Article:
Book Review by Former Staffer to Richard Shelby

Peter Wallison’s new book, Hidden in Plain Sight: What Really Caused the World’s Worst Financial Crisis and Why It Could Happen Again has gained quick attention within our FnF network.

There is a review of the book on Amazon that is written by someone claiming to be Mark Calabria, former aide to Senator Shelby.

I also believe handing out special privileges to select companies is both bad economics and immoral

January 15, 2015
By Mark Calabria
This review is from: Hidden in Plain Sight: What Really Caused the World’s Worst Financial Crisis and Why It Could Happen Again
First some disclosure, I handled mortgage finance (among other issues) as staff for Senate Banking Committee between 2001 and 2009. Also worked at HUD in the office that oversees mortgage market regulation, as well as spending a number of years working at real estate related trade associations. Been researching financial and mortgage markets for 20 years. So sure a little baggage.

In terms of my “policy preferences” – I’m offended by “private gains, social losses” and just as offended when its Citibank as I am when its Fannie Mae (never understood some people’s “either/or” approach). I also believe our financial system is plagued by extensive moral hazard, both by TBTF banks and Fannie/Freddie. I also believe handing out special privileges to select companies is both bad economics and immoral. Reckless companies should be allowed to fail, whether its Lehman or Fannie.

All that said, anyone interested in the financial crisis should read this book. It is extensively documented and well-written. While the narrative is similar to other of Wallison’s writings, he musters far more evidence for his case here. The amount of contemporaneous material from advocates, HUD and the GSEs (Fannie and Freddie) is impressive. Its great history (even if sometimes painful to re-live).

I’ve generally been on the fence about the housing goals, as I have felt that GSE leverage was a far greater issue. The book leaves me more sympathetic to Wallison’s argument. For the best counter-argument regarding the goals, see former FHA Commissioner John Weicher’s paper on the issue written for the St. Louis Fed..

I do think Wallison too easily dismisses other drivers of the crisis, such as easy monetary policy, but his general points are well proven. Those points are: 1) there were a lot more toxic loans in the system than generally believed; 2) government entities (FHA, GSEs) held far greater amounts of those toxic loans than generally believed; and 3) Fannie/Freddie purchased much of those toxic loans due to their housing goals, not as a drive for greater market share.

Having been closely involved in or monitoring GSE oversight since about 2001, here are some of my own recollections. As a staffer on the Senate Banking Committee when HUD proposed to increase the housing goals in 2004, I was extensively lobbied by Fannie and Freddie on the goals. Whether they can be believed or not, at the time, both claimed that the proposed goals would endanger their business and result in substantial losses. I would characterize the GSE attitude toward the goals in 2004 as one of near-panic (not that the GSEs were immune to exaggeration). I also recall a meeting with Freddie CEO Dick Syron (either in 2006 or 2007) in which he claimed the goals were killing the company and that he needed political cover to improve lending standards.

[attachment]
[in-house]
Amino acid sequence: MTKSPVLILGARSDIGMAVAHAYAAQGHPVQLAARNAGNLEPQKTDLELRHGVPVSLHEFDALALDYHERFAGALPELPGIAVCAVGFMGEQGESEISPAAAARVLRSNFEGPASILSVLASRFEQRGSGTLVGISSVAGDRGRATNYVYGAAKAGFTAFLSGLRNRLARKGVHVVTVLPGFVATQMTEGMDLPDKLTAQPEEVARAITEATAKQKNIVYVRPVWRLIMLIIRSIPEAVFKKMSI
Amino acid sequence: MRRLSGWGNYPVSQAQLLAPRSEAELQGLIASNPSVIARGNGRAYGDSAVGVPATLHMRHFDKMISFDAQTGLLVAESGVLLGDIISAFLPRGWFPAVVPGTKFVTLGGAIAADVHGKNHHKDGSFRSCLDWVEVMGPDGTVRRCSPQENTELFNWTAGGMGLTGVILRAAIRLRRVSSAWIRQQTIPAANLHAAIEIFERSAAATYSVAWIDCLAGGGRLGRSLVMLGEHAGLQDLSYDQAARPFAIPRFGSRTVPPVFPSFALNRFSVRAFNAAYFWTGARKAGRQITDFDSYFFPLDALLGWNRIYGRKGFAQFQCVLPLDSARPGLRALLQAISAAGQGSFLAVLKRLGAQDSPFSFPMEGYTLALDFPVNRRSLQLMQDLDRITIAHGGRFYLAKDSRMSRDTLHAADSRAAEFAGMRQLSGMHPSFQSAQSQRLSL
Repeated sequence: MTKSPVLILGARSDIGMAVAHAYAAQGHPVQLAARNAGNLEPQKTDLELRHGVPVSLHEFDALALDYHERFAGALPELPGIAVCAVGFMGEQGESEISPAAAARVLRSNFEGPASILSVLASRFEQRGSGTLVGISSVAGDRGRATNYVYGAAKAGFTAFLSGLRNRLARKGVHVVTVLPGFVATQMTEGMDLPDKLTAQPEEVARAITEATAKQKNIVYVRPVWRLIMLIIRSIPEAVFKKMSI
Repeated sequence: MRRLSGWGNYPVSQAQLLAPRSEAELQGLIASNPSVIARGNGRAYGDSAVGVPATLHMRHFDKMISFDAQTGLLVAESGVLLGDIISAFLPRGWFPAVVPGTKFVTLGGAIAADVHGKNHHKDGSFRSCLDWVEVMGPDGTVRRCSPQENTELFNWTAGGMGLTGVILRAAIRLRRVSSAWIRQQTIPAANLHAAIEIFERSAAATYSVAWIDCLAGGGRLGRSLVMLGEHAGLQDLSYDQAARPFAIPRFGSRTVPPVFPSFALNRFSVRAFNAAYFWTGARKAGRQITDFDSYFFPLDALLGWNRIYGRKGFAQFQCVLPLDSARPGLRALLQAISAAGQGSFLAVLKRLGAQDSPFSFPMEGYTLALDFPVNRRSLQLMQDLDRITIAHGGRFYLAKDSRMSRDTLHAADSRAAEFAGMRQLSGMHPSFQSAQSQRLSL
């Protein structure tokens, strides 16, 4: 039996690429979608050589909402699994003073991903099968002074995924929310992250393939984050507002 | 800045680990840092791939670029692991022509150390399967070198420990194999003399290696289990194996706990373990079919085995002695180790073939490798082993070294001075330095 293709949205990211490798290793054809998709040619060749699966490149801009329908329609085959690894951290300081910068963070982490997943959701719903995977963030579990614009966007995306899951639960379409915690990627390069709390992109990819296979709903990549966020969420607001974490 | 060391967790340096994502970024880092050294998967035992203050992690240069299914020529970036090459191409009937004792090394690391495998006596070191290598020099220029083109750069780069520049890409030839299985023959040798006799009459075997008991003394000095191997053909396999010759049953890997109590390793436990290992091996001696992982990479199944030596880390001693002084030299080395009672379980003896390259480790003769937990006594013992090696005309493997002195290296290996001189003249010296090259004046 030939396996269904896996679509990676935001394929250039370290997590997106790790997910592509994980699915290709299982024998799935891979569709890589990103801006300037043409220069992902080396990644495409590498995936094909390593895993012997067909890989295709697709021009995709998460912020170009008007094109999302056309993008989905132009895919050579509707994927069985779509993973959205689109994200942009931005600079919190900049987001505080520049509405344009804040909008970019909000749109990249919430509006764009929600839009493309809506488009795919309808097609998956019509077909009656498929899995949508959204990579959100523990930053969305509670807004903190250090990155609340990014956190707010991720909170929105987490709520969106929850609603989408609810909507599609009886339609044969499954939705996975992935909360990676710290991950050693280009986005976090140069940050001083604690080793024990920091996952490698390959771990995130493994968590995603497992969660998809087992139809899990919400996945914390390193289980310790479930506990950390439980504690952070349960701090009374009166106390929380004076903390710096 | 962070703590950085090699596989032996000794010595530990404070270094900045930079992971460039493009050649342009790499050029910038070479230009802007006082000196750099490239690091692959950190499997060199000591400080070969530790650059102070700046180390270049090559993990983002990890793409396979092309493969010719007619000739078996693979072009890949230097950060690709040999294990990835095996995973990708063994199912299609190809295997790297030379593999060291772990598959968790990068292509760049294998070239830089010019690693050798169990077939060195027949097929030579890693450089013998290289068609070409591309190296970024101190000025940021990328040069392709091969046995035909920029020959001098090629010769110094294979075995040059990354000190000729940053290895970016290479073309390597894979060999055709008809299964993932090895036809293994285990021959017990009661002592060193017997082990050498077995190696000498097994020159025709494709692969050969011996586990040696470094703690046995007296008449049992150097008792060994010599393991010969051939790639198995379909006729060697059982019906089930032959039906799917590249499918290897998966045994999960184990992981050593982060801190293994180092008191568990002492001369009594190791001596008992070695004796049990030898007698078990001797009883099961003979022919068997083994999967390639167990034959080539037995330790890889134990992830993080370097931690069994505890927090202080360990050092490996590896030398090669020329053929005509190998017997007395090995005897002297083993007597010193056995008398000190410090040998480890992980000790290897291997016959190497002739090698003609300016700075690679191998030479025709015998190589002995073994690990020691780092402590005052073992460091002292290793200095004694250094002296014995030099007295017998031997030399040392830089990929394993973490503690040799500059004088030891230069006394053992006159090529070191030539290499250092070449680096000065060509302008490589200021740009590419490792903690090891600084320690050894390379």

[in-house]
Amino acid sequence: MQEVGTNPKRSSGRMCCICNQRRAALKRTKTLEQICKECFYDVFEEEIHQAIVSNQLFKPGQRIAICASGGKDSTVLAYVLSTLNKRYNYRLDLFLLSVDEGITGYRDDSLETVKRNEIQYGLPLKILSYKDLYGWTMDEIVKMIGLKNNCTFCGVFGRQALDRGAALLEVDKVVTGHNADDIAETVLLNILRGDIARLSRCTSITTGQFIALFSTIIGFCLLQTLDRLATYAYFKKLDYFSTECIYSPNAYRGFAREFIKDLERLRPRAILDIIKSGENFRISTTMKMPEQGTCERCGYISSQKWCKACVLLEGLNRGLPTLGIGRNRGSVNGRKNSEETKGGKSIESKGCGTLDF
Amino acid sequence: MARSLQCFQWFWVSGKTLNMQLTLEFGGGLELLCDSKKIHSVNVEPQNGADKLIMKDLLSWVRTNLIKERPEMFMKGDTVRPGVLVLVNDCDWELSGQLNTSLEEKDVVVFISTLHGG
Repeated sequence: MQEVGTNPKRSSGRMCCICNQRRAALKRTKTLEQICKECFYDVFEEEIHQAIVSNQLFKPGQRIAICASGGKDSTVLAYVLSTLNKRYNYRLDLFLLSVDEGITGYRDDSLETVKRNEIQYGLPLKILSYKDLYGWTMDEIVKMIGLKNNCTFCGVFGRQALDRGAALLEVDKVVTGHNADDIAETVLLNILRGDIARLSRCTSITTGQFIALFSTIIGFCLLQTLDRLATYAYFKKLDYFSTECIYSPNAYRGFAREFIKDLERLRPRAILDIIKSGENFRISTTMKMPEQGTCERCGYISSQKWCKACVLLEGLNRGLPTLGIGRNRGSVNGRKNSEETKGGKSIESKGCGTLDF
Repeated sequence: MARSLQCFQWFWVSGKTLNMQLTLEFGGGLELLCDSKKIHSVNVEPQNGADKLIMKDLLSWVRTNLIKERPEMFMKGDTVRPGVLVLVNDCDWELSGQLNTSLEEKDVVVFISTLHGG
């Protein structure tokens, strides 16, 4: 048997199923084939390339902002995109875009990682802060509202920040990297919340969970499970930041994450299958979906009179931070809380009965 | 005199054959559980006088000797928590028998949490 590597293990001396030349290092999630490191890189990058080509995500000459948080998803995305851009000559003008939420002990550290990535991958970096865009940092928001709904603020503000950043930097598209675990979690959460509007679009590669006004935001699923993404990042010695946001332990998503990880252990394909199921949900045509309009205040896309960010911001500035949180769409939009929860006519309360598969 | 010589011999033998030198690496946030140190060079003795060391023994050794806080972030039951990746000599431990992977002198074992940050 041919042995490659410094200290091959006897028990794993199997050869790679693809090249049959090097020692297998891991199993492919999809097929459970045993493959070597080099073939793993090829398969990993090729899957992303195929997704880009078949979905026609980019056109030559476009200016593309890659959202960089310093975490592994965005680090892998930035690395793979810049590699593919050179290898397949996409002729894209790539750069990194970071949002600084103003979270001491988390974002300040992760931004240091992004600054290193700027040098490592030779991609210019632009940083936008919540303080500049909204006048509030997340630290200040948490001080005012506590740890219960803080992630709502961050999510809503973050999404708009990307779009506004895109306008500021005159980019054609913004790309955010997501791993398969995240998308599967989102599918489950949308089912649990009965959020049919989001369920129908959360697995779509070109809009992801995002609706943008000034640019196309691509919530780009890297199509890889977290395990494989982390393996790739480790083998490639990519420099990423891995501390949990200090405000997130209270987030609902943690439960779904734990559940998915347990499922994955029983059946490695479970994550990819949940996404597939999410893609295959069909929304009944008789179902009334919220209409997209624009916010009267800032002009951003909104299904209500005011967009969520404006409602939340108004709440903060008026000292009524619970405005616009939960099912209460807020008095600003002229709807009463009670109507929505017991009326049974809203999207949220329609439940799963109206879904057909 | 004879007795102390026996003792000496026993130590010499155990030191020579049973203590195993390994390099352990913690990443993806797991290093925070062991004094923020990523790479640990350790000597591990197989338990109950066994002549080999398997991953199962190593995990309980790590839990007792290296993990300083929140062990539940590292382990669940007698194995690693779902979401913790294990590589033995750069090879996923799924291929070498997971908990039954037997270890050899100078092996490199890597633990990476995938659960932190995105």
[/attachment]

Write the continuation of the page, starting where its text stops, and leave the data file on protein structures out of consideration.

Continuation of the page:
I also recall countless meetings with housing advocates beginning in at least 2001 in which the argument was presented that the GSEs should be pushed into subprime in order to “clean up” that market.

I made a phone call to the GSEs’ then-regulator OFEHO in 2003 asking what all the “other” was in the reports of GSE purchase of mortgage-related securities. Imagine my surprise when told “other” was subprime private label securities. Perhaps more shocking was when this senior OFHEO executive told me what a great thing it was, as it was providing liquidity to the subprime market. Not only was the GSEs’ safety and soundness regulator aware the GSEs were driving subprime, this same regulator thought it was “great.” So yes private label securities were a big part of crisis, but fact is that Fannie/Freddie were driving that market; their own regulator confirmed such to me and expressed support for such.

There were a lot of contributors to the financial crisis. One of those was the role Fannie Mae and Freddie Mac. While the extent of that role can be debated, what I saw first hand before the crisis was 1) a broad Washington consensus that the GSEs should drive the subprime market and 2) the GSEs were not trying to drive that market but rather policymakers were nudging them in that direction.

Perhaps that experience made me more open to Wallison’s arguments, you can and should judge for yourself (after actually reading the book). Again placing appropriate blame on Fannie and Freddie (and reckless federal mortgage policy) doesn’t let other players off the hook. Anyone with an interest in actual facts and history surrounding the crisis would learn a lot from this book. Should note I was sent an advance copy of the book and have actually read it (couldn’t imagine writing a review of something I hadn’t read), so don’t understand strong negative reviews of a book that was just released.”

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